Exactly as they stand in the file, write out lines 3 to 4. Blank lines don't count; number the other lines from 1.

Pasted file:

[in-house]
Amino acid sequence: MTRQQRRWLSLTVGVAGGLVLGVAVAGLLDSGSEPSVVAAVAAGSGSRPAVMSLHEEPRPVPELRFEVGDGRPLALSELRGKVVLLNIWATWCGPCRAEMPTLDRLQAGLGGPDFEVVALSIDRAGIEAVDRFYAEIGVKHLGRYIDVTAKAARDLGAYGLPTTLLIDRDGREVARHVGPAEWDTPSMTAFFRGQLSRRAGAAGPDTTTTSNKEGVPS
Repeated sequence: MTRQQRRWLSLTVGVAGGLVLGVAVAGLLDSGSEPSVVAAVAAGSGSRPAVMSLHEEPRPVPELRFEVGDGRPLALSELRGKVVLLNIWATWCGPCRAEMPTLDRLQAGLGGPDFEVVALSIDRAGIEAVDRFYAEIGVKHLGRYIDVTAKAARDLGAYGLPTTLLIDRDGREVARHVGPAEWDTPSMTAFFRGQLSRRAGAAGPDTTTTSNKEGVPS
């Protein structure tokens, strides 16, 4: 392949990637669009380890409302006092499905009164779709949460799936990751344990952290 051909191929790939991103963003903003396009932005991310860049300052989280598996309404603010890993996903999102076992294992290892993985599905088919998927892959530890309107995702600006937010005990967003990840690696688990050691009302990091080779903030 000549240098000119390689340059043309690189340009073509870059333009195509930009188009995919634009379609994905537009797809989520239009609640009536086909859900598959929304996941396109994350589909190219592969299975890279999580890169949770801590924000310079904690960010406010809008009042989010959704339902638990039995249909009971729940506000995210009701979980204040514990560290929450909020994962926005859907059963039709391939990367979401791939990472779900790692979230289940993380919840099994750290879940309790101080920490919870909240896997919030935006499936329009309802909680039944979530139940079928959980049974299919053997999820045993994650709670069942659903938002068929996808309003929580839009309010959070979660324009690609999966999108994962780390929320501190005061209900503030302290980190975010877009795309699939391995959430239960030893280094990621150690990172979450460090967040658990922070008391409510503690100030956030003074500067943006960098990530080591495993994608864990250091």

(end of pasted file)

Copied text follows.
Repeated sequence: MTRQQRRWLSLTVGVAGGLVLGVAVAGLLDSGSEPSVVAAVAAGSGSRPAVMSLHEEPRPVPELRFEVGDGRPLALSELRGKVVLLNIWATWCGPCRAEMPTLDRLQAGLGGPDFEVVALSIDRAGIEAVDRFYAEIGVKHLGRYIDVTAKAARDLGAYGLPTTLLIDRDGREVARHVGPAEWDTPSMTAFFRGQLSRRAGAAGPDTTTTSNKEGVPS
């Protein structure tokens, strides 16, 4: 392949990637669009380890409302006092499905009164779709949460799936990751344990952290 051909191929790939991103963003903003396009932005991310860049300052989280598996309404603010890993996903999102076992294992290892993985599905088919998927892959530890309107995702600006937010005990967003990840690696688990050691009302990091080779903030 000549240098000119390689340059043309690189340009073509870059333009195509930009188009995919634009379609994905537009797809989520239009609640009536086909859900598959929304996941396109994350589909190219592969299975890279999580890169949770801590924000310079904690960010406010809008009042989010959704339902638990039995249909009971729940506000995210009701979980204040514990560290929450909020994962926005859907059963039709391939990367979401791939990472779900790692979230289940993380919840099994750290879940309790101080920490919870909240896997919030935006499936329009309802909680039944979530139940079928959980049974299919053997999820045993994650709670069942659903938002068929996808309003929580839009309010959070979660324009690609999966999108994962780390929320501190005061209900503030302290980190975010877009795309699939391995959430239960030893280094990621150690990172979450460090967040658990922070008391409510503690100030956030003074500067943006960098990530080591495993994608864990250091």